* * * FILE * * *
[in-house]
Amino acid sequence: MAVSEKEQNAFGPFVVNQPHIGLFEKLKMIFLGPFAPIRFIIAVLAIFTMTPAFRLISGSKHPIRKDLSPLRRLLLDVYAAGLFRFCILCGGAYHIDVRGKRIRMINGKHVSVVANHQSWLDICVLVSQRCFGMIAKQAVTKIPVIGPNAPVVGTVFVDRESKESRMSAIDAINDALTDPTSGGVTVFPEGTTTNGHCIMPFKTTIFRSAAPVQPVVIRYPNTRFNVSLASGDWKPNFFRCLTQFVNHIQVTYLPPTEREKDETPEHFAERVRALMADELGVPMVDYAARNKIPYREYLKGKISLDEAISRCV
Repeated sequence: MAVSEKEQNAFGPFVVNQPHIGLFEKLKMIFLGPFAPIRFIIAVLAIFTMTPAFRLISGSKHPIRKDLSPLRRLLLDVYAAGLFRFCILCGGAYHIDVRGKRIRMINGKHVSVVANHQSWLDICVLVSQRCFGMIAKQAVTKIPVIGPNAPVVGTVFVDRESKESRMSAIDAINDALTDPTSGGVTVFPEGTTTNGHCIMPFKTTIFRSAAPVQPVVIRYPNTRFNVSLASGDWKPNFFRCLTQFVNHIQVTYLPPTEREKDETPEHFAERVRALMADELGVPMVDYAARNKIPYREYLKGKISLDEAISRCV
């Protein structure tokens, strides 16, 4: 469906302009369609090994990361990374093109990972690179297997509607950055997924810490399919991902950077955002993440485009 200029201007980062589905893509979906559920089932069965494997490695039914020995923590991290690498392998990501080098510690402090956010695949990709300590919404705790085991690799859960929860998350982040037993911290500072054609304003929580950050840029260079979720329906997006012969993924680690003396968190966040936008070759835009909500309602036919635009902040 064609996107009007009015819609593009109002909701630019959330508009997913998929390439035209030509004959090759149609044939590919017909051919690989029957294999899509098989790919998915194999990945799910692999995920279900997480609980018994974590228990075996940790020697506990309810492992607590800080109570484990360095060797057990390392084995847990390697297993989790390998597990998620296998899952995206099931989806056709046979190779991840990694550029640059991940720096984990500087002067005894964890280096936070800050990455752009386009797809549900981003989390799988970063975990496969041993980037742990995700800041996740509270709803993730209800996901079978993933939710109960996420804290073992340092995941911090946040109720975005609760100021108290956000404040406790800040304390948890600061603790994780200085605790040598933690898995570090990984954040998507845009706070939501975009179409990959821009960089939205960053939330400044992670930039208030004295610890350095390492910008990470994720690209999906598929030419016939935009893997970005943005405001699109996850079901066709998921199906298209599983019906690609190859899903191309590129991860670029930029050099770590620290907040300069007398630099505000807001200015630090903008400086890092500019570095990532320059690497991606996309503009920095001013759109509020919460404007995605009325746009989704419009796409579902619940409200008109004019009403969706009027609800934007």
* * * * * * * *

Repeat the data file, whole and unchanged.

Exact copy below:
[in-house]
Amino acid sequence: MAVSEKEQNAFGPFVVNQPHIGLFEKLKMIFLGPFAPIRFIIAVLAIFTMTPAFRLISGSKHPIRKDLSPLRRLLLDVYAAGLFRFCILCGGAYHIDVRGKRIRMINGKHVSVVANHQSWLDICVLVSQRCFGMIAKQAVTKIPVIGPNAPVVGTVFVDRESKESRMSAIDAINDALTDPTSGGVTVFPEGTTTNGHCIMPFKTTIFRSAAPVQPVVIRYPNTRFNVSLASGDWKPNFFRCLTQFVNHIQVTYLPPTEREKDETPEHFAERVRALMADELGVPMVDYAARNKIPYREYLKGKISLDEAISRCV
Repeated sequence: MAVSEKEQNAFGPFVVNQPHIGLFEKLKMIFLGPFAPIRFIIAVLAIFTMTPAFRLISGSKHPIRKDLSPLRRLLLDVYAAGLFRFCILCGGAYHIDVRGKRIRMINGKHVSVVANHQSWLDICVLVSQRCFGMIAKQAVTKIPVIGPNAPVVGTVFVDRESKESRMSAIDAINDALTDPTSGGVTVFPEGTTTNGHCIMPFKTTIFRSAAPVQPVVIRYPNTRFNVSLASGDWKPNFFRCLTQFVNHIQVTYLPPTEREKDETPEHFAERVRALMADELGVPMVDYAARNKIPYREYLKGKISLDEAISRCV
């Protein structure tokens, strides 16, 4: 469906302009369609090994990361990374093109990972690179297997509607950055997924810490399919991902950077955002993440485009 200029201007980062589905893509979906559920089932069965494997490695039914020995923590991290690498392998990501080098510690402090956010695949990709300590919404705790085991690799859960929860998350982040037993911290500072054609304003929580950050840029260079979720329906997006012969993924680690003396968190966040936008070759835009909500309602036919635009902040 064609996107009007009015819609593009109002909701630019959330508009997913998929390439035209030509004959090759149609044939590919017909051919690989029957294999899509098989790919998915194999990945799910692999995920279900997480609980018994974590228990075996940790020697506990309810492992607590800080109570484990360095060797057990390392084995847990390697297993989790390998597990998620296998899952995206099931989806056709046979190779991840990694550029640059991940720096984990500087002067005894964890280096936070800050990455752009386009797809549900981003989390799988970063975990496969041993980037742990995700800041996740509270709803993730209800996901079978993933939710109960996420804290073992340092995941911090946040109720975005609760100021108290956000404040406790800040304390948890600061603790994780200085605790040598933690898995570090990984954040998507845009706070939501975009179409990959821009960089939205960053939330400044992670930039208030004295610890350095390492910008990470994720690209999906598929030419016939935009893997970005943005405001699109996850079901066709998921199906298209599983019906690609190859899903191309590129991860670029930029050099770590620290907040300069007398630099505000807001200015630090903008400086890092500019570095990532320059690497991606996309503009920095001013759109509020919460404007995605009325746009989704419009796409579902619940409200008109004019009403969706009027609800934007």